Powered by our people: Kate Light, Senior Breeder, Nutrien Ag Solutions Australia

Kate Light is a Senior Breeder in our Australian business, a role that doesn’t have a “typical day” and allows her to work with a global team. Read on to learn more about her and how her work leads to the food on your table. 

What does a “Senior Breeder” do?  

One thing I love about my role is that there is no such thing as a typical day. I am a research project manager who draws on the knowledge of a whole suite of scientific areas to design, implement and manage a canola breeding program.  My work involves the use of agronomy, biometrics (advanced statistics), molecular biology, phenology, plant pathology, genetics and breeding. I try to use all these tools at the right time, in the right mix, to continue the progression of the breeding program. Report writing, negotiation of contracts, management of external contractors and communication are also important parts of my role.  

What is the most rewarding part of your job? 

My reward is two-fold but both center on people – people I work with and growers.  

Canola breeding from first cross to commercial product can take eight to 10 years and the whole timeline involves a worldwide Nutrien Canola Research & Development team effort. Not any one person is solely responsible for the programs’ success. From Saskatoon staff in the greenhouse and molecular lab and the fantastic breeding team there, to seed production staff in Alberta, great contractors in Chile and Australia and finally the two of us in the Dyna-Gro breeding program in Horsham, Australia – if we don’t work together, robustly discuss ideas and help each other the process wouldn’t work.  

From a grower perspective, releasing a new Canola variety or Hybrid that may help maintain or improve their bottom line and contribute to smaller family farms remaining profitable is my long-term pay-off.  When it goes well there is nothing like it, and every year there is at least one thing that always makes me think – yep… WE got that right.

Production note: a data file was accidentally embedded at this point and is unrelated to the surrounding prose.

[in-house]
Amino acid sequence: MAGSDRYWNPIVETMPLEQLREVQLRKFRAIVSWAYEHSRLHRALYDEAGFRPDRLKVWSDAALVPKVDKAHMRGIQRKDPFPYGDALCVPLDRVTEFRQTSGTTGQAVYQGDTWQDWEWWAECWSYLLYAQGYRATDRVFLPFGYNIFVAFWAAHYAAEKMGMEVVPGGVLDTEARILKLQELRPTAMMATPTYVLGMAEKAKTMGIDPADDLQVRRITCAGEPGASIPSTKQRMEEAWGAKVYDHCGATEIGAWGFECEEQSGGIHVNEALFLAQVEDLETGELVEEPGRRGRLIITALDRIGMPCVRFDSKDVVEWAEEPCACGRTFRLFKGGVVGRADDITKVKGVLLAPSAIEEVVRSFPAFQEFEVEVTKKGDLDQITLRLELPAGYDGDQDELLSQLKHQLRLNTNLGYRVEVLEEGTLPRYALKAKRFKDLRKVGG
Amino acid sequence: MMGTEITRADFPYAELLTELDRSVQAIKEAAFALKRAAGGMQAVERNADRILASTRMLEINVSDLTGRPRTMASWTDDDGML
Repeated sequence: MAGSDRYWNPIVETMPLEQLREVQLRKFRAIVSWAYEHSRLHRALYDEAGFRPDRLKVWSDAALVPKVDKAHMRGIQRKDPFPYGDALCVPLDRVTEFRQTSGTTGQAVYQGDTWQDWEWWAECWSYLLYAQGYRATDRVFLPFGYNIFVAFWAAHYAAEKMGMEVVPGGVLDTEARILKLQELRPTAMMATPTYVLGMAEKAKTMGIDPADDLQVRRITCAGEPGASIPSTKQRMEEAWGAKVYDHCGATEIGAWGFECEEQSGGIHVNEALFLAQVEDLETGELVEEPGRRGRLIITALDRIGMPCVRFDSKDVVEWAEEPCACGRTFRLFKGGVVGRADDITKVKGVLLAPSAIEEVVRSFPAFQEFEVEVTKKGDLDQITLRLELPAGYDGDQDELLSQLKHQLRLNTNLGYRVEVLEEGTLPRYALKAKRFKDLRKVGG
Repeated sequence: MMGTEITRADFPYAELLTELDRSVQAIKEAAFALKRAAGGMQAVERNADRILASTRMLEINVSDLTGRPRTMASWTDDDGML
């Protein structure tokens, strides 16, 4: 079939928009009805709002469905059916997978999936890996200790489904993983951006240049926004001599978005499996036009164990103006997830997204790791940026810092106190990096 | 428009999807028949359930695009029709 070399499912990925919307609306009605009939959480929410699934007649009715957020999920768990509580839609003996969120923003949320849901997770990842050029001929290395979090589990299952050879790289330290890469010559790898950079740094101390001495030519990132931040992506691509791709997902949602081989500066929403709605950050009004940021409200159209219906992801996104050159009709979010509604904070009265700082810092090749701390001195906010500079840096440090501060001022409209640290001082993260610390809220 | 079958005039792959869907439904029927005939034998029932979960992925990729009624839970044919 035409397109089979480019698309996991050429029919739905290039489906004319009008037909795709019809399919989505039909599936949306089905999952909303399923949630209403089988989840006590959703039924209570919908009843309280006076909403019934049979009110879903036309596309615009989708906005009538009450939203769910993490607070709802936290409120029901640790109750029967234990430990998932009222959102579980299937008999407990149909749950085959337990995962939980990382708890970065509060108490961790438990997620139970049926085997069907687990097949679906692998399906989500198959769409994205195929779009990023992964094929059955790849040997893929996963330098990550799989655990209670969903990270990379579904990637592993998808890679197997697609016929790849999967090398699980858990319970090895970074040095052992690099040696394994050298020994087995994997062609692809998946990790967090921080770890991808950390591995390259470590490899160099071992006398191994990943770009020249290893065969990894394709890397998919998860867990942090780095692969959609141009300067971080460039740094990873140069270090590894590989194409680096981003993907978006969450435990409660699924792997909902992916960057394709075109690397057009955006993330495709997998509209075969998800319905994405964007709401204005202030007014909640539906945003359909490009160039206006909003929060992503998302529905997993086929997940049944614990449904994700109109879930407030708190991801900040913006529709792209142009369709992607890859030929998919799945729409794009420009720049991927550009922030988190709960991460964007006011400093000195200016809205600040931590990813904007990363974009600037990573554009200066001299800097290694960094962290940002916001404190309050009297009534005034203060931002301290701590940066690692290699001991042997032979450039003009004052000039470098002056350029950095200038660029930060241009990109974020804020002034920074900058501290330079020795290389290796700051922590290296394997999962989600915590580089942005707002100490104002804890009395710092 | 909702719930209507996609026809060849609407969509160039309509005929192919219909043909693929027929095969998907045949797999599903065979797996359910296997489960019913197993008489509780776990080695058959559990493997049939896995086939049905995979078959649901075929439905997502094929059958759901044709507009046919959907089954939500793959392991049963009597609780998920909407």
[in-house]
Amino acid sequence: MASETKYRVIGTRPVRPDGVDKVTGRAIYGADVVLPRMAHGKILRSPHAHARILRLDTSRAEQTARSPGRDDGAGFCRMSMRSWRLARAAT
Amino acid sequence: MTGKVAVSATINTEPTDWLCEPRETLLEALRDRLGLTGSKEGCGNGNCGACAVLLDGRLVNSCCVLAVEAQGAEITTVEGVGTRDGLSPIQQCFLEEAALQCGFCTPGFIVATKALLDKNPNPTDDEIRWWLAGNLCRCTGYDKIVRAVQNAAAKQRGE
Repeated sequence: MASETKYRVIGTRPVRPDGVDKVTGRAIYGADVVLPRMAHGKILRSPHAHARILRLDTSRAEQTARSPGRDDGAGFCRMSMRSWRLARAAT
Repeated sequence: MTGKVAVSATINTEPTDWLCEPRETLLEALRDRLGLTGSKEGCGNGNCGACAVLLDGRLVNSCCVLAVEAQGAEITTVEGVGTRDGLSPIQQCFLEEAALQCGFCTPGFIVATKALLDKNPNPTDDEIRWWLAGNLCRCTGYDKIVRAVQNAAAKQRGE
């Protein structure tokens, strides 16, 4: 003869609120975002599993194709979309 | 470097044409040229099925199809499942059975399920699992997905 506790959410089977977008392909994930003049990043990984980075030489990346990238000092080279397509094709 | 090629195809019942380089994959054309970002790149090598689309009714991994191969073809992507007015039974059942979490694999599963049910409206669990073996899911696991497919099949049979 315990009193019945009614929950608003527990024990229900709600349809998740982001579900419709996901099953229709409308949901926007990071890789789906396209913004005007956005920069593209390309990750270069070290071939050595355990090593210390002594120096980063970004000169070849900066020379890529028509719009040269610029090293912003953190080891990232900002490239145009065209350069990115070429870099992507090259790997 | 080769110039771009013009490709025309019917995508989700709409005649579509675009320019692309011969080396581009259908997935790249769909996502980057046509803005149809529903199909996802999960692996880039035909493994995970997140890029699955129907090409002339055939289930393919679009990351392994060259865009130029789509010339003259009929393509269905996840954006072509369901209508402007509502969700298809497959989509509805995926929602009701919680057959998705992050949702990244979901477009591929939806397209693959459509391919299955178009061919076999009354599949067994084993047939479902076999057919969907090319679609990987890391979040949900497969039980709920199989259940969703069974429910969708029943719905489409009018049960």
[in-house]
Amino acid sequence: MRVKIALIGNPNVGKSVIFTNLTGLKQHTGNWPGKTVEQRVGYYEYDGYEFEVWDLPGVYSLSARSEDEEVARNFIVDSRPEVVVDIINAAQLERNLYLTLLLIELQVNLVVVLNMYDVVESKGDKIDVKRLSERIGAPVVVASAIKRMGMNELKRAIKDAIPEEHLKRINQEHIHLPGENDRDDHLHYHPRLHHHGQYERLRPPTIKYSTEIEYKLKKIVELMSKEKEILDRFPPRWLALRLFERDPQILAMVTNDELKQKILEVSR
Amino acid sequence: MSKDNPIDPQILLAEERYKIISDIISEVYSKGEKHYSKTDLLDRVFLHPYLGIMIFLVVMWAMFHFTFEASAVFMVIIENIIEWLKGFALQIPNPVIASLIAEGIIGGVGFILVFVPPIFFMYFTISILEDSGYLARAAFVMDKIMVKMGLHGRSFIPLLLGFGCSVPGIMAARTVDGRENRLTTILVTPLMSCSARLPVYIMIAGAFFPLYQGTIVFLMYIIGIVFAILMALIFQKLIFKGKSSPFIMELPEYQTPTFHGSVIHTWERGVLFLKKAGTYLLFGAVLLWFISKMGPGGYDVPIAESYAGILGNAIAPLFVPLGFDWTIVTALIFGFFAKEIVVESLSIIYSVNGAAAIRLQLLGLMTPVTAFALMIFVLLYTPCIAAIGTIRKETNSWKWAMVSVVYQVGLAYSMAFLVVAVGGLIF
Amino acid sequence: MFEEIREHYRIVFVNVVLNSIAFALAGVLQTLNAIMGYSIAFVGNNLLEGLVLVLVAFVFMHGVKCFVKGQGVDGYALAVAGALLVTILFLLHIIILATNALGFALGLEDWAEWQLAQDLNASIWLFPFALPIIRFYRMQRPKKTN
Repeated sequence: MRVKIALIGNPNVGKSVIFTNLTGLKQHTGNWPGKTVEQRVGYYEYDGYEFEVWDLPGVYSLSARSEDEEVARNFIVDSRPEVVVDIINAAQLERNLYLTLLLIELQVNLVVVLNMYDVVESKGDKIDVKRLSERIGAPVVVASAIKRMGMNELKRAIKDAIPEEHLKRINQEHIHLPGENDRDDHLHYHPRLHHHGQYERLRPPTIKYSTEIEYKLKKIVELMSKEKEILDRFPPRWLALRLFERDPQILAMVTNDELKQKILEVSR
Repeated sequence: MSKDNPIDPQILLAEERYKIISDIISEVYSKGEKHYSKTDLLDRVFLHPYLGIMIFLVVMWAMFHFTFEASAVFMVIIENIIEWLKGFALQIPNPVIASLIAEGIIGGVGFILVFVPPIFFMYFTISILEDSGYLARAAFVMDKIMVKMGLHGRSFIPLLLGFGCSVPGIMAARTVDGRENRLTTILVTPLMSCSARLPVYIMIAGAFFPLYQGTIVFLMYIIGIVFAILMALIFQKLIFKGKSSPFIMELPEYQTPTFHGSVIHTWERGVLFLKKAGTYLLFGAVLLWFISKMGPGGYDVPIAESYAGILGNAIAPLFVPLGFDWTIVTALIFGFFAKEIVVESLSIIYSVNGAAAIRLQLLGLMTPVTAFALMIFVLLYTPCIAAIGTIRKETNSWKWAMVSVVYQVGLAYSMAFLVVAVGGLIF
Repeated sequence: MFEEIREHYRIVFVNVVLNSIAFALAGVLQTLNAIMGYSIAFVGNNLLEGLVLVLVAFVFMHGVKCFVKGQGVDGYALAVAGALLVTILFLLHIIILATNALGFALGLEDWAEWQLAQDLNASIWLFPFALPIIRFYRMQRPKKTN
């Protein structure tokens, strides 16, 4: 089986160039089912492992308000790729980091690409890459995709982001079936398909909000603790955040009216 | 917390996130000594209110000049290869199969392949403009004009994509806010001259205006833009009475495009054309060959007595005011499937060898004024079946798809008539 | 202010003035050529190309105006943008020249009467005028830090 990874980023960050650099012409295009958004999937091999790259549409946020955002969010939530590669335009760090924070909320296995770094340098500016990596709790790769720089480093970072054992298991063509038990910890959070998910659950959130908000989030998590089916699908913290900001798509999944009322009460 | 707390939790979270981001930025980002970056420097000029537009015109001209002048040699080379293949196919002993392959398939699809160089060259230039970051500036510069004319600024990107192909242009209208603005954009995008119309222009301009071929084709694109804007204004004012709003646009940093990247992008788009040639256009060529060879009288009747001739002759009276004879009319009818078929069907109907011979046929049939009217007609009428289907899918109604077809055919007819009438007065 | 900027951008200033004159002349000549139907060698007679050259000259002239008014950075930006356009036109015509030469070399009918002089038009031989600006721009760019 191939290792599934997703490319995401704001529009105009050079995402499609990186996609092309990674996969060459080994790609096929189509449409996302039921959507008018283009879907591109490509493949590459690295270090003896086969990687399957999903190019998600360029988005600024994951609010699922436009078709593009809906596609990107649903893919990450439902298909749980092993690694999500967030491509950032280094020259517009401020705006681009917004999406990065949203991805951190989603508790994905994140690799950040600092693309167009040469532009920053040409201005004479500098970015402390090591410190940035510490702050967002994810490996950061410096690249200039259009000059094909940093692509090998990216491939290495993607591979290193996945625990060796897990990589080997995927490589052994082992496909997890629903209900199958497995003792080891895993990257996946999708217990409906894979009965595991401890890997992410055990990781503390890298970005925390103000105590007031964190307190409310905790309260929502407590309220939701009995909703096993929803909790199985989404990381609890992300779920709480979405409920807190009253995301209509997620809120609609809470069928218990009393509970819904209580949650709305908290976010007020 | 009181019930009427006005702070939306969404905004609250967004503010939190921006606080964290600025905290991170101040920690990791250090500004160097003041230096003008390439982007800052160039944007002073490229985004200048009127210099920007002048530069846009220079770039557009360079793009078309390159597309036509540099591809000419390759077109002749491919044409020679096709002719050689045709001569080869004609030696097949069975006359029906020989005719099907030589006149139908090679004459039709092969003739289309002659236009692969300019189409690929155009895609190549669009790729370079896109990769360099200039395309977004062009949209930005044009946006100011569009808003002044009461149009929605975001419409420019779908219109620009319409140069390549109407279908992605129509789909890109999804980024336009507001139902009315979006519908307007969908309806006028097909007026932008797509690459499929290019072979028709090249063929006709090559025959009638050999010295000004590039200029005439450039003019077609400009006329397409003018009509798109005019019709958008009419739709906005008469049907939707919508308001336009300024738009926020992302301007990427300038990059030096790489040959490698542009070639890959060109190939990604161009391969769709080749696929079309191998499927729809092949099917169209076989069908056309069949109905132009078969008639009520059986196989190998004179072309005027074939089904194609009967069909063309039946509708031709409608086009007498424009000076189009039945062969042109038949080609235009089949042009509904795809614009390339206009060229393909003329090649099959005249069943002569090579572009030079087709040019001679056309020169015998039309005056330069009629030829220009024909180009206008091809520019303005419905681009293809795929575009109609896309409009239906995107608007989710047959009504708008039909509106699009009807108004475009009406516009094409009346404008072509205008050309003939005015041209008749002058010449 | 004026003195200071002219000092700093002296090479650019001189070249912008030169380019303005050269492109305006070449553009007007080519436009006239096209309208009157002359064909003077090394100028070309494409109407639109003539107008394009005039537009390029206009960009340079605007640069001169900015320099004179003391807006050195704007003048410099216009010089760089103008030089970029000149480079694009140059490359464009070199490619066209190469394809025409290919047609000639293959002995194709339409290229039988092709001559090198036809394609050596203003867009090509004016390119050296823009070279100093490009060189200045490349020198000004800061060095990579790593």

Did you always see yourself in a STEM career? 

The short answer is yes. As to what exactly that career would be, it evolved as I grew and my eyes opened to what was possible. I have two parts to my core personality – I am logical and curious. I also don’t mind failing if it means I learn something. Science was a perfect fit as it allowed me to follow the basic rules but then discover some of my own in the search for improvement.   

I was always linked to farming and my father propagated plants in the backyard. As I progressed through school, I maintained I wanted to study Agricultural Science, yet others thought Medicine would be a better idea.  Eventually, I completed the first year of a Physics degree at university, but could not imagine myself in a physics lab all my life.  I transferred to Agricultural Science and knew straight away that it was where I always should have been. With my interest in plants, I worked with the largest canola seed company in Australia during my summers. As they say, the rest is history. 

How do you think employer programs designed to support women employees (e.g., mentorship, scholarships, etc.) help women to succeed and benefit the company overall? 

After working in senior technical roles, I was offered the opportunity to be a canola breeder when I was 26. At that time, I was (and still am) the only female canola breeder in Australia so I stood out.  If there were programs I could have accessed at the time to support women employees, I would have understood sooner that these roles are not offered to women because they are women, they are offered because they can do the job.   

That support and training would have made me a more confident plant breeder more quickly and benefitted the companies I was working with as they would have had an employee who knew her contributions were both wanted and valued.  Sometimes, I am still the only female in the room, but I no longer feel like I stand out. I wish I had some support programs to make me feel that way two decades ago. 

What is a fun fact about you that people may not know?  

I am a bit of an adventurer, and this has given me two fantastic “past lives” - I am proud to have represented Australia Internationally a number of times in Clay Target Shooting and I hold a Private Pilot’s License.